Yep, one of the largest American video game publishing companies is reportedly looking to be bought by a foreign publisher.
In what must be a rather surprising turn of events, game developer and publisher Nexon has apparently put forward a takeover bid. If this is true, this is basically a case of a company that makes most of its money from free-to-play games attempting to buy a publisher that makes its money from paid-for titles, like Madden NFL
… For now, the takeover bid doesn’t hold that much water until one of the companies officially comments. If it turns out to be a serious offer, it could really shake things up for EA and we could see some unusual title carrying the EA logo in future.
This story boggles my mind. Now I don’t know the business side of gaming all that much, but something like this just doesn’t make any sense. For a buyout to work, I was under the influence that the company buying has to be worth significantly more than one being purchased. EA is one of the largest video game publishing companies in America. So how big of a company is Nexon to be throwing around offers for EA? I had to dig around a bit, but the Nexon IPO is reportedly worth $1.3 billion with the owner Kim Jung-ju worth about $4.3 billion. The NASDAQ lists EA as having a market value of about $5.2 billion. So we have a company worth about $5.6 billion in assets seeking to purchase a rival company worth $5.2 billion. Doesn’t that mean Nexon would have to basically sell 100% of all their assets to make it even possible to purchase EA? And if so, wouldn’t that make purchasing EA a moot proposition as a result? I could be completely wrong on everything, but for a commoner such as myself, it just doesn’t add up.
UPDATE: A great article explaining how a deal like this would likely succeed or fail was posted. Wedbush analyst Michael Pachter explains –
Nexon’s market cap is around $8 billion, and their CEO owns over 50% of the stock. Float is around $1.5 billion. If they did a stock-for-stock deal for EA at $20 (very unlikely that this would be the price), they would have to issue shares bringing their market cap to $14 billion (assuming they hold their price, also very unlikely), and the CEO’s stake would drop to around 30% of the combined entity.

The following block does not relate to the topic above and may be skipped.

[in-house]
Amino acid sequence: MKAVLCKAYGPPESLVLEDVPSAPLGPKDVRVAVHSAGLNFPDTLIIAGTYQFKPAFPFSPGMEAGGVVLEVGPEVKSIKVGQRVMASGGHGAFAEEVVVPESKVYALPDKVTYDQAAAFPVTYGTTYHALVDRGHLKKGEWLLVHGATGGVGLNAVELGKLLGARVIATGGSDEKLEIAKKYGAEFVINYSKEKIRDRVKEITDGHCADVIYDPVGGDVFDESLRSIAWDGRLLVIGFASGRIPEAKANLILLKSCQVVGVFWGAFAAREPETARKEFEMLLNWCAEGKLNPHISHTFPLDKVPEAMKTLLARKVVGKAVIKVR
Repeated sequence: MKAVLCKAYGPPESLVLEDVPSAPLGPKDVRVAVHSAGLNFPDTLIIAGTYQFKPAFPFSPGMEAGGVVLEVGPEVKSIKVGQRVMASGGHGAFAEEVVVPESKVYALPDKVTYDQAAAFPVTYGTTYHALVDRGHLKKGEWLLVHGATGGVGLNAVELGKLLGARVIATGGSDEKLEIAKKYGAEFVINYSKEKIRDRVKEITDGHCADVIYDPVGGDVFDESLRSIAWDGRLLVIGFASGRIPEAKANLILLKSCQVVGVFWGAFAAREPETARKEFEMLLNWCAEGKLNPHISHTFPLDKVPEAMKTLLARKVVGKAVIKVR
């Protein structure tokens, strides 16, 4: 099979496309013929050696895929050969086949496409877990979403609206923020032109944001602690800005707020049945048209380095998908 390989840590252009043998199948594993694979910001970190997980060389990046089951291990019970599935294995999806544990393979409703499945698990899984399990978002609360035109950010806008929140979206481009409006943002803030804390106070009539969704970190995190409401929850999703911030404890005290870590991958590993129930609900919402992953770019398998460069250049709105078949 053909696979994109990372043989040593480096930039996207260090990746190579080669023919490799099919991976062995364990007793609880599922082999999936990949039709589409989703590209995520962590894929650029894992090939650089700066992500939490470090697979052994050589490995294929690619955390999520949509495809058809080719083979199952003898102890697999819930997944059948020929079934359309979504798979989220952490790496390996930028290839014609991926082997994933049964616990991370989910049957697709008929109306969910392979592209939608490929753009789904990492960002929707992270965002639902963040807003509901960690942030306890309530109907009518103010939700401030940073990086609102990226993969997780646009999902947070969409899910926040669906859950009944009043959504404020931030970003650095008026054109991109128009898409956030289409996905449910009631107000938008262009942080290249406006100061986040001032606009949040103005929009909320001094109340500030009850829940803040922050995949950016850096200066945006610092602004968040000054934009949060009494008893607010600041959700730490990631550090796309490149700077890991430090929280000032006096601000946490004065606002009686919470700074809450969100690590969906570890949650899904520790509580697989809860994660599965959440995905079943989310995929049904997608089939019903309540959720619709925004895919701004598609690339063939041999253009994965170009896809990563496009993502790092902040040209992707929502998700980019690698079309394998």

Reasons this won’t happen:
1) The CEO will not give up control
2) EA shareholders won’t take Nexon shares, because they would likely drop a ton when the float goes from $1.5 billion to $8 billion
3) EA management would recommend against an offer below $25 (where stock traded in October in a weaker market) and likely would reject an offer below $30
4) Nexon would be the acquirer, and would attempt to run a company with $6 billion in revenues that is in mobile, social, MMO and packaged goods, all things Nexon has never done before, at a size 4x their current size
5) EA management would NOT be in control, so the potential for a loss of key employees is huge
6) There are few, if any synergies, and no reason to believe that Nexon could run EA’s assets more efficiently. Nexon shareholders would own a completely different company than what they bought in the December IPO
My takeaway is that this deal cannot happen. Nexon couldn’t pull off a stock-for-stock deal for the reasons above, and would have difficulty financing an all-cash deal to make EA shareholders happy. If it did, it would have around 50% of its market cap in debt, and there would be a tremendous amount of skepticism about whether Nexon could manage EA’s assets any better than EA management currently does.